Ezekiel 26–28. The King of Tyre As a Mask For Satan.
Key Notes:The king of Tyre was a superlative leader over a commercial empire-- a magnificent ship, doomed to sink. Like Nebuchadnezzar, pride was his downfall.
Tyre is a seaport in Lebanon on the Mediterranean. It was “the gateway to the nations” (26:2). Ezekiel spends three whole chapters in his prophecy of Tyre. He tells us of its beauty, the glory of its king and the luxury of its far-reaching trade. Its ruin is the fate of all empires and is a message for us in the modern commercial world.
Ezek. 26: 1–6 He begins with Tyre’s gloat over the fall of Jerusalem and the prophecy of Tyre's downfall.
26:7–14 Nebuchadnezzar will use his battering rams, siege wall, axes and “roof of shields” with horses and chariots against the city. but he will not win the victory. Later in history it will become a bare rock, conquered by Alexander the Great.
26:15–18 The “princes of the sea”, rulers and traders from other ports, will lament the loss of this renowned city.
Similarly, the world's kings and merchants will someday lament the destruction of a greater commercial empire, Babylon the Great of Revelation. Rev.18:9–19.
26:19–21 Its people will be consigned to the Pit, the Nether World, a dreadful end. Ezekiel will say more of the Pit in 32:17–32.
27:1–9 Tyre is addressed directly, likened to a beautiful ship made of fir with a mast of cedar, oars of oak, decks of pine, inlays of ivory and sails of Egyptian linen with skilled pilots and shipwrights.
27:10–12 Troops from surrounding nations add to her splendor. Her army recruited men from Persia, Lud (Lydia) and Put (Libya) as well as regional mercenaries.
27:12–25 She was loaded with merchandise from all the nations around—from Tarshish (Spain) on the west, to Assyria on the east. The list is a fascinating insight into regional wealth and its distribution: slaves, emeralds, ivory, ebony, horses, coral, agate, wine, wrought iron, spices, precious stones and gold, garments and carpets. Note that Israel exported only food and medicine (balm). She had no gold, silver, gems or heavy metals (except copper) or timber. Her economy today is similar--oil and oranges, and tourists.
27:26–36 Heavily loaded, Tyre's ship will sink, to be mourned by the kings, merchants, mariners and pilots of the Mediterranean.
28:1–10 The Lord God addresses the prince of Tyre, an extraordinary man--a genius--wiser than Daniel, wealthy, and very proud. He called himself a god. But he would die at the hand of strangers, and could not call himself a god then.
28:11–19 This lament over the king of Tyre describes him as a highly unusual person.
:12 "You were the signet of perfection, full of wisdom and perfect in beauty."
:13 "You were in Eden, the garden of God; every precious stone was your covering."
:14 "With an anointed guardian cherub I placed you; you were on the holy mountain of God; in the midst of the stones of fire you walked."
:15 "You were blameless in your ways from the day you were created till iniquity was found in you."
:16 ..."so I cast you as a profane thing from the mountain of God and the guardian cherub drove you out from the midst of the stones of fire."
:17 "I cast you to the ground" for pride, a multitude of sins, unrighteous trade, profaned sanctuaries and violence.
28:20–23 Sidon, her twin city, will likewise fall.
28:24–26 But Israel will later be restored so that the people can dwell in their own land securely.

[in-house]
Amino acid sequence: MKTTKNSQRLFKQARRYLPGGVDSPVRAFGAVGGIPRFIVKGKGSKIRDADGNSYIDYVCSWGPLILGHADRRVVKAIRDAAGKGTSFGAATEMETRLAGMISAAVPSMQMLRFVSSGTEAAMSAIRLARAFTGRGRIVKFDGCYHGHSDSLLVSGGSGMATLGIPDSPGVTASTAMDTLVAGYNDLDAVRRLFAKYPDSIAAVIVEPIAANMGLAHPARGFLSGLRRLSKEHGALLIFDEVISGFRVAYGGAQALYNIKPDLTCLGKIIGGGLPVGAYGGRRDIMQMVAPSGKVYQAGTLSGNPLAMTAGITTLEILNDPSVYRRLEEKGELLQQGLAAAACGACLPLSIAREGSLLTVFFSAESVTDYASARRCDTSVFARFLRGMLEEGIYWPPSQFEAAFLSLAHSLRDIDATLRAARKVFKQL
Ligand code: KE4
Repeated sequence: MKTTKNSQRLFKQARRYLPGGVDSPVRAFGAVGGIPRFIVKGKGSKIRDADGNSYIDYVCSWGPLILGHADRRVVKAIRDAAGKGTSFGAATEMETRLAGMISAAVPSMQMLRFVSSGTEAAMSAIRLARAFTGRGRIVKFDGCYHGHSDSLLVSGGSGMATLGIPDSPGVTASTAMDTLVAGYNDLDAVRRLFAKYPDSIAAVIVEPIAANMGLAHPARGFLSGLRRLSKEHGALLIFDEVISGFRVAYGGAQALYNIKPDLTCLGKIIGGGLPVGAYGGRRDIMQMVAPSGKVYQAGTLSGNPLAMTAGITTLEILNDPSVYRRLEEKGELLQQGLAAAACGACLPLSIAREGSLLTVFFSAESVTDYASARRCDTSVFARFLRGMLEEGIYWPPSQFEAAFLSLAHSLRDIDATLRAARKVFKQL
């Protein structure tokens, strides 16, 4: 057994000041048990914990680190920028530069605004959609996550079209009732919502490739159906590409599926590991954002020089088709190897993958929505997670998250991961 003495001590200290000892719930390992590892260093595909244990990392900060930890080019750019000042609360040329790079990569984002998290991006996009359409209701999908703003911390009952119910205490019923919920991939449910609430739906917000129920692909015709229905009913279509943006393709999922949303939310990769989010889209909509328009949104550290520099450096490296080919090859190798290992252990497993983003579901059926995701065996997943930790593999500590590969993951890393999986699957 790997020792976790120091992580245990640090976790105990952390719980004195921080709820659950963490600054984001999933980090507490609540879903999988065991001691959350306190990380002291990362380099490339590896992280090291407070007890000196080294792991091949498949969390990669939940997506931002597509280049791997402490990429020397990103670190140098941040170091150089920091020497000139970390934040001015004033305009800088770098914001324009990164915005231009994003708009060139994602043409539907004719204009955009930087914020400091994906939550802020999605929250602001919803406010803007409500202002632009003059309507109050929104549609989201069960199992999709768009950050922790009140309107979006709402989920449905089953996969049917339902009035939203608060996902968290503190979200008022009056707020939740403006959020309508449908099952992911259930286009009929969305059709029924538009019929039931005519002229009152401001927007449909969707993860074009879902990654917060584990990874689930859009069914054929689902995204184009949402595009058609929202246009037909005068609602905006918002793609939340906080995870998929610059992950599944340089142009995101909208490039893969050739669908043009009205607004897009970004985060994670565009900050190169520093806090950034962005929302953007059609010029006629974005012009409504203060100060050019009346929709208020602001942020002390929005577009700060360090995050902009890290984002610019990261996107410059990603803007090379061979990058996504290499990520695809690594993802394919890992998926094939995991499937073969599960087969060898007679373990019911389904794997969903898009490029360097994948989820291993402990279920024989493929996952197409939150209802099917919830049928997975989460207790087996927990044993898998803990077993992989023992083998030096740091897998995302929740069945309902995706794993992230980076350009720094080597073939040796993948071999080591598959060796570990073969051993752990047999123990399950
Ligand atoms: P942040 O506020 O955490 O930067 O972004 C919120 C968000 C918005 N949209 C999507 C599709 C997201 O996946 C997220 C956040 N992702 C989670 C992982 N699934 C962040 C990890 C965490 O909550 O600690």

The magnificent figure of the king of Tyre brings Adam to mind, “the signet of perfection”, cast out of Eden by the guardian cherub, and cast to the ground. [Was Adam an ugly and brutish Neanderthal farmer, or beautiful as an angel?]
The other figure that this passage brings to mind is Satan, falling "like lightning from heaven" (Lk.10:18). Scofield's comment on this passage notes that other places also mention Satan indirectly. (Gen. 3:14–15, Matt.16:23). He interprets Ezek.28 as "Satan fulfilling himself in and through an earthly king who arrogates to himself divine honors so that the prince of Tyre foreshadows the Beast [the Antichrist]."
Isaiah 14 contains another highly unusual description, this of the king of Babylon, presumably Nebuchadnezzar.
:12 "How you are fallen from heaven, O Day Star, son of Dawn!
How you are cut down to the ground, you who laid the nations low!
:13 You said in your heart,
'I will ascend to heaven, above the stars of God.
I will set my throne on high.
I will sit on the mount of assembly in the far north;
:14 I will ascend above the heights of the clouds,
I will make myself like the Most High'.
But you are brought down to Sheol, to the depths of the Pit."
In Eden, Satan fulfilled himself by seducing Eve and Adam to become like God, knowing good and evil (i.e., having the right to chose, to be autonomous). In these two kings we see the Satanic ambition to be a god reenacted through brilliant men.
Most theologies reviewed (7 or 8) and commentaries studied (3) do not ascribe either of these passages to Satan. But the Holman Study Bible says "...the God-defying ambition expressed in [Isaiah 14] verses 13,14 surpasses anything that could be put in the mouth of a mere human being (even hyperbolically) .... the best interpretation of this passage is to see in the human king of Babylon a tool in the hand of the devil himself."
The rationale for the Anti-Christ being seen in this light is II Thes.2:4 "...who opposes and exalts himself against every so-called god or object of worship, so that he takes his seat in the temple of God, proclaiming himself to be God."
While we rightly look with contempt on such vaulting conceit, we must be aware of the temptation to pride in each of us. We long to be exalted, to be lifted up above our fellows, to be called "great", to win the gold medal, to be Number One. But pride and selfishness are the tap-roots of sin.
Pride possessed Satan, the king of Tyre, the king of Babylon, and it may possess you or me.